Indonesia suffers indirectly. Being a net oil importer, lower prices are favourable, but the country is heavily reliant on the export of other commodities like coal, palm oil and rubber which make up 60 per cent of the country’s GDP, according to the EIC study. Prices for these commodities have been pushed down in tandem with the oil price and by increasing supply amidst a weakening global economy. On the upside, losses in commodity exports are partly compensated by lower fuel-related operating and transport costs for Indonesia’s commodity industry.

“The priority for these commodity-dependent countries must be to continue to diversify their export and production base over time by increasing their overall competitiveness,” says Axel van Trotsenburg, the World Bank’s vice president for East Asia-Pacific. “Particular emphasis is required on reforms such as strengthening regulatory and legal institutions, enhancing skills and improving the business climate,” he adds.

However, for most other countries in East Asia the oil price decline is highly beneficial because they are oil importers, with Japan expected to enjoy the biggest economic boost. Japan’s import of oil and oil-related products was valued at $210bn in 2014, around 4 per cent of the country’s GDP, and the decline in oil prices of more than 50 per cent means huge financial relief for the state budget. The entire manufacturing sector is set to experience a significant boost from lower raw material and electricity costs, especially the power-hungry steel, tire, glass, paper and automotive industries.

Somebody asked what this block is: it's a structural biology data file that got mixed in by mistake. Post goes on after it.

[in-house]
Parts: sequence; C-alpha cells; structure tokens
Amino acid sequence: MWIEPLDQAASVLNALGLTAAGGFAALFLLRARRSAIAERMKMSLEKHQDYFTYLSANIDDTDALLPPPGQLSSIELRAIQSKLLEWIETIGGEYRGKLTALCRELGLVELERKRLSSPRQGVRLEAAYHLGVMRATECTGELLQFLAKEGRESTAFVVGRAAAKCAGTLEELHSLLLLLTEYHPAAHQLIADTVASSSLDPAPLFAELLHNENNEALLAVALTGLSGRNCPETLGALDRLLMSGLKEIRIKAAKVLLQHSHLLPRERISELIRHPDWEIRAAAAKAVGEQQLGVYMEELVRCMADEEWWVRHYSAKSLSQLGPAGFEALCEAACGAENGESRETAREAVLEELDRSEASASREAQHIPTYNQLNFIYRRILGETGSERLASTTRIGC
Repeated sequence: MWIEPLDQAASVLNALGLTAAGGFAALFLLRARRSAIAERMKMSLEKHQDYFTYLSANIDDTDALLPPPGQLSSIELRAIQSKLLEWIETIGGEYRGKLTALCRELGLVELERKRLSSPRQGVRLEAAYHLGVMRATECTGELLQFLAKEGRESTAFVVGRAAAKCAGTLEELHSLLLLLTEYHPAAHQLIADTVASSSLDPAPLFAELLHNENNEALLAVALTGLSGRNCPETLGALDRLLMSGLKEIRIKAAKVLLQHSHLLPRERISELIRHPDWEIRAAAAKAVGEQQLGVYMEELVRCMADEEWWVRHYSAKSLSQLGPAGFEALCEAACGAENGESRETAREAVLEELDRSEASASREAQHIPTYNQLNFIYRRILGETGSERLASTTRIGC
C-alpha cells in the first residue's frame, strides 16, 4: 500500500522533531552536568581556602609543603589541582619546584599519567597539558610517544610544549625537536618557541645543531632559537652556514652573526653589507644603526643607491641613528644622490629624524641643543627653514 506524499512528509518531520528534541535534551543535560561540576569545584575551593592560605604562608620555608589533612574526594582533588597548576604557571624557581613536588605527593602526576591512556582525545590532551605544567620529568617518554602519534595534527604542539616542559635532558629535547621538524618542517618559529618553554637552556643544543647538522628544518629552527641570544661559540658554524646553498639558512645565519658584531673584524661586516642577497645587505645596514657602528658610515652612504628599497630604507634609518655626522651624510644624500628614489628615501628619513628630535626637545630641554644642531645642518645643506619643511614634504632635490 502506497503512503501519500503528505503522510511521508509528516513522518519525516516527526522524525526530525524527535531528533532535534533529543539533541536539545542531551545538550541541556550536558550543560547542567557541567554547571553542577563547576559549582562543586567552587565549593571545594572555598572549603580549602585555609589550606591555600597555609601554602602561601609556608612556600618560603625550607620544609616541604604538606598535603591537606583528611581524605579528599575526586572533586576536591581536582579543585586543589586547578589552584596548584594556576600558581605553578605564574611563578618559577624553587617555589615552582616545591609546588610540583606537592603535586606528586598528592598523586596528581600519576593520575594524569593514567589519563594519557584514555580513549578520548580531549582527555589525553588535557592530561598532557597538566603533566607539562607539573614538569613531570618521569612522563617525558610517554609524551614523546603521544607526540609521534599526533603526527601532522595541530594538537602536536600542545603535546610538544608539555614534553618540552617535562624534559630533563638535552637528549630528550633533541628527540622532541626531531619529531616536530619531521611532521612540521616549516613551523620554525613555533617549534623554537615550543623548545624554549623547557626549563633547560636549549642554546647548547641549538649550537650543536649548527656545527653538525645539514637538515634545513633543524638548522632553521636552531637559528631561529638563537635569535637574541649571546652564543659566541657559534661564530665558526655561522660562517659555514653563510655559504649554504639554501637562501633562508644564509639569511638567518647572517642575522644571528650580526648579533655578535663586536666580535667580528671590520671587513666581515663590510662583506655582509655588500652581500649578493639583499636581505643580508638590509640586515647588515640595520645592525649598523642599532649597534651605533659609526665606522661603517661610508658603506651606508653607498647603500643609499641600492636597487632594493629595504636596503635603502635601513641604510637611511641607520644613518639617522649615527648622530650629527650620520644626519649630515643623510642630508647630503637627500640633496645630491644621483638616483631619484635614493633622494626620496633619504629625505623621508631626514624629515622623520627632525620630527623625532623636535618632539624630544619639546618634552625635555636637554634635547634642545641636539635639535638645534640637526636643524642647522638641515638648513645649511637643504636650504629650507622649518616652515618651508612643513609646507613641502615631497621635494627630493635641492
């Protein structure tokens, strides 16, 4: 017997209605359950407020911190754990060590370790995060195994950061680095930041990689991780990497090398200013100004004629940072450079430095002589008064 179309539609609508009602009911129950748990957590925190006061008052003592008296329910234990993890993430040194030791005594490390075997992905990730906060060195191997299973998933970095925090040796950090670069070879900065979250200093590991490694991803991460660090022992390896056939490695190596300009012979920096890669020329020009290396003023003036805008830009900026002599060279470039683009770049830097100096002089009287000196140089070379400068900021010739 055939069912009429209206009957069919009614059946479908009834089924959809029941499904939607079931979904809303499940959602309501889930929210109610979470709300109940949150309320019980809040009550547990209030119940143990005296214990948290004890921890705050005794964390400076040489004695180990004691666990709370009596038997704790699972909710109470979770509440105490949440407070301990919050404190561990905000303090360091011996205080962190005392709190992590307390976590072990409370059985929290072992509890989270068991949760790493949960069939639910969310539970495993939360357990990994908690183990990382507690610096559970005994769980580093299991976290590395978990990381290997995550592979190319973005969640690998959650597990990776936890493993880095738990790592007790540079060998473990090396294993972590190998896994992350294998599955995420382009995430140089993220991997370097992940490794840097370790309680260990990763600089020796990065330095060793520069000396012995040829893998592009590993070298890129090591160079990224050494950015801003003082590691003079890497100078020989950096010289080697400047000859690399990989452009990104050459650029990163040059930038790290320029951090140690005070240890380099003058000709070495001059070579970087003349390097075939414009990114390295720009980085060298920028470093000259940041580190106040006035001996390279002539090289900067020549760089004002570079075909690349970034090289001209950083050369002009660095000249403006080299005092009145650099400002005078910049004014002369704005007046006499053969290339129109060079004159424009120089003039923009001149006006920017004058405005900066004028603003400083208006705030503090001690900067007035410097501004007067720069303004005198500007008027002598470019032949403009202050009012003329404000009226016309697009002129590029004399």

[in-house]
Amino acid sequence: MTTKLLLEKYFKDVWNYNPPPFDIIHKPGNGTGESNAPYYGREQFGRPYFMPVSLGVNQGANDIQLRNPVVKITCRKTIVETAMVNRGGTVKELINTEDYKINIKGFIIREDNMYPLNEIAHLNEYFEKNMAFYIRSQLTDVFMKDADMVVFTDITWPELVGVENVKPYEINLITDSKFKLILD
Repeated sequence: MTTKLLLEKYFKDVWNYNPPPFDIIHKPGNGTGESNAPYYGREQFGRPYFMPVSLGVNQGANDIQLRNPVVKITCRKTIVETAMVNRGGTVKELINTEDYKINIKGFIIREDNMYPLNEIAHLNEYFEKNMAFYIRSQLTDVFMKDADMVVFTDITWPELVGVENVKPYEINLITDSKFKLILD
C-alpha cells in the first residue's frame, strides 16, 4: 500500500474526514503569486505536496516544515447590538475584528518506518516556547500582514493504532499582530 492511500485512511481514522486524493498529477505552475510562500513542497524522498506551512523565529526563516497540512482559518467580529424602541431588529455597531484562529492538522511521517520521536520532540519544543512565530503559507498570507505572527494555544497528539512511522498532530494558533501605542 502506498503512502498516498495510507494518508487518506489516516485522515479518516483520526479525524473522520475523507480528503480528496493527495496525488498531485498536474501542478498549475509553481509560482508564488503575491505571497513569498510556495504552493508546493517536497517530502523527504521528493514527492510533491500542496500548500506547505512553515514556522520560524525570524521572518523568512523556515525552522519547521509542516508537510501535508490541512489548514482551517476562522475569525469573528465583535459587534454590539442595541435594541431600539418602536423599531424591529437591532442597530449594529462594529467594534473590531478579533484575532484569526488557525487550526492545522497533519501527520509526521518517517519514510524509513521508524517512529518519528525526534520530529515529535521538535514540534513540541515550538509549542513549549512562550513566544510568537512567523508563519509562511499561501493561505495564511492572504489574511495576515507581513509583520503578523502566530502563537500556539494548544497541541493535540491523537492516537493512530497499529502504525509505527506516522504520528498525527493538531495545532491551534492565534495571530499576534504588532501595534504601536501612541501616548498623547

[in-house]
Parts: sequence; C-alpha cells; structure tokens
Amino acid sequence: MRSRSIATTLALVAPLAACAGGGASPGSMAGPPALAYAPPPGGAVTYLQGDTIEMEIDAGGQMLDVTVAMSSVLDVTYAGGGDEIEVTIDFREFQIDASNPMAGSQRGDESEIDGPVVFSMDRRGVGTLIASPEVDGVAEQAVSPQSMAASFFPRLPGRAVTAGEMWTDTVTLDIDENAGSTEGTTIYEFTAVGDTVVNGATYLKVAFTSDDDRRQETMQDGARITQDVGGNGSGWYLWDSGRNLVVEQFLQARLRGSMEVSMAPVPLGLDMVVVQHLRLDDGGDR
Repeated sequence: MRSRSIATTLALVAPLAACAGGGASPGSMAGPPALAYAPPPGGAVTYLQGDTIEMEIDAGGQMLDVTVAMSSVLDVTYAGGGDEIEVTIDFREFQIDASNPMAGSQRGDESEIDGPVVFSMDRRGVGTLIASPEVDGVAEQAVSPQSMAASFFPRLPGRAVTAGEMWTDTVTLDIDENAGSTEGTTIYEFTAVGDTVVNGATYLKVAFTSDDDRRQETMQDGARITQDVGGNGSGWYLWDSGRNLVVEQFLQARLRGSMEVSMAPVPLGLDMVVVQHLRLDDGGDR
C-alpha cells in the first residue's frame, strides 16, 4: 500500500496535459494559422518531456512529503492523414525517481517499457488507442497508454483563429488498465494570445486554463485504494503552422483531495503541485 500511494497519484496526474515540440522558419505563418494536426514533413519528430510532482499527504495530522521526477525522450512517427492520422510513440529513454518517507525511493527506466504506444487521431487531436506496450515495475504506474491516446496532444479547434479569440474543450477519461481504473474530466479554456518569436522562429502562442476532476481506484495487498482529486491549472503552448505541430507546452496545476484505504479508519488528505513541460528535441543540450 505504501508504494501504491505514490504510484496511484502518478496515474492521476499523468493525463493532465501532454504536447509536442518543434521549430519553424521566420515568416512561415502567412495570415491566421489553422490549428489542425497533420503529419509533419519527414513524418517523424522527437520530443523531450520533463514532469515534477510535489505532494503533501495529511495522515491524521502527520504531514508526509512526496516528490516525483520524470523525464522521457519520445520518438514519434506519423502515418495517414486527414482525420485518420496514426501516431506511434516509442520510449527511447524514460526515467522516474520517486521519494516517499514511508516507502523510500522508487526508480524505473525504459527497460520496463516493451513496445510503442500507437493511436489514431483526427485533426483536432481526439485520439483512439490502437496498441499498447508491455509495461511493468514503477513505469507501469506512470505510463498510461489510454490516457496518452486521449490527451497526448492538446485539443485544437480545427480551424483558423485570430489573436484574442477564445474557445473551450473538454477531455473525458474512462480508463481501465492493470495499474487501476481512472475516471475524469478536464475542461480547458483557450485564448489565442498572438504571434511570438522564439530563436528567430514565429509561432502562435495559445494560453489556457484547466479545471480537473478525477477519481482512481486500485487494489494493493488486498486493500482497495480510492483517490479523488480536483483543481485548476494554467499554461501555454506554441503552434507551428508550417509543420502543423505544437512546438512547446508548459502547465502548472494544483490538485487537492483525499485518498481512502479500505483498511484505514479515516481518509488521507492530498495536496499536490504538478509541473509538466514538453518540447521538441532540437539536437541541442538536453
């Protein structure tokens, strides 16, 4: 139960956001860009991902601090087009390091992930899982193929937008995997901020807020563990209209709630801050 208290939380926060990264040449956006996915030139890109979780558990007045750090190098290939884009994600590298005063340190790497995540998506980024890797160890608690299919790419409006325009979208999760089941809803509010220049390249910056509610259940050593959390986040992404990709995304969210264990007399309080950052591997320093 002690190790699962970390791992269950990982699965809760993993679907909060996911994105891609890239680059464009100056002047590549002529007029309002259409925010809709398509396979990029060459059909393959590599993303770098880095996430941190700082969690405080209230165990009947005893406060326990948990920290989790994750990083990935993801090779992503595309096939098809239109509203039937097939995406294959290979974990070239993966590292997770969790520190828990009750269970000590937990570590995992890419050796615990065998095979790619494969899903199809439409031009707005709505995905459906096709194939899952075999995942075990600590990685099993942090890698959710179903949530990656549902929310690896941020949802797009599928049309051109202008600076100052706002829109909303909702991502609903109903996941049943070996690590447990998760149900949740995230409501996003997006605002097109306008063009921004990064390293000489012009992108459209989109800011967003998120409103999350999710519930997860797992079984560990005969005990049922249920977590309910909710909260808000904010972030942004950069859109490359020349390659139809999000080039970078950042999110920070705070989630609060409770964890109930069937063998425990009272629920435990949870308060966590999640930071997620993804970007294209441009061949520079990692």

The World Bank expects that Japan’s growth will recover to about 1.2 per cent in 2015 and 1.6 per cent in 2016 after a weak performance last year, with low oil prices boosting consumer purchasing power to compensate for weak wage growth and rising import costs of non-oil goods.

For similar reasons, other big net oil-importers such as China and South Korea will benefit from lower oil prices. For Thailand, another net oil importer, the benefit of lower prices could mean a boost in economic growth in 2016 of almost half a percentage point. Thailand’s net oil imports stood at $32bn in 2014, and with lower prices industries such as wholesale and retail, food and beverage, as well as electronics should benefit from increased consumption, while the logistics sector can gain from lower fuel prices. But the EIC warns that Thailand’s sizeable petroleum exploration and production sector will suffer from lower revenues, the tourism industry will face lower income from fewer Russian guests and the auto industry will see decreased demand from the important Middle Eastern target markets.

Do you like this post?
  • Fascinated
  • Happy
  • Sad
  • Angry
  • Bored
  • Afraid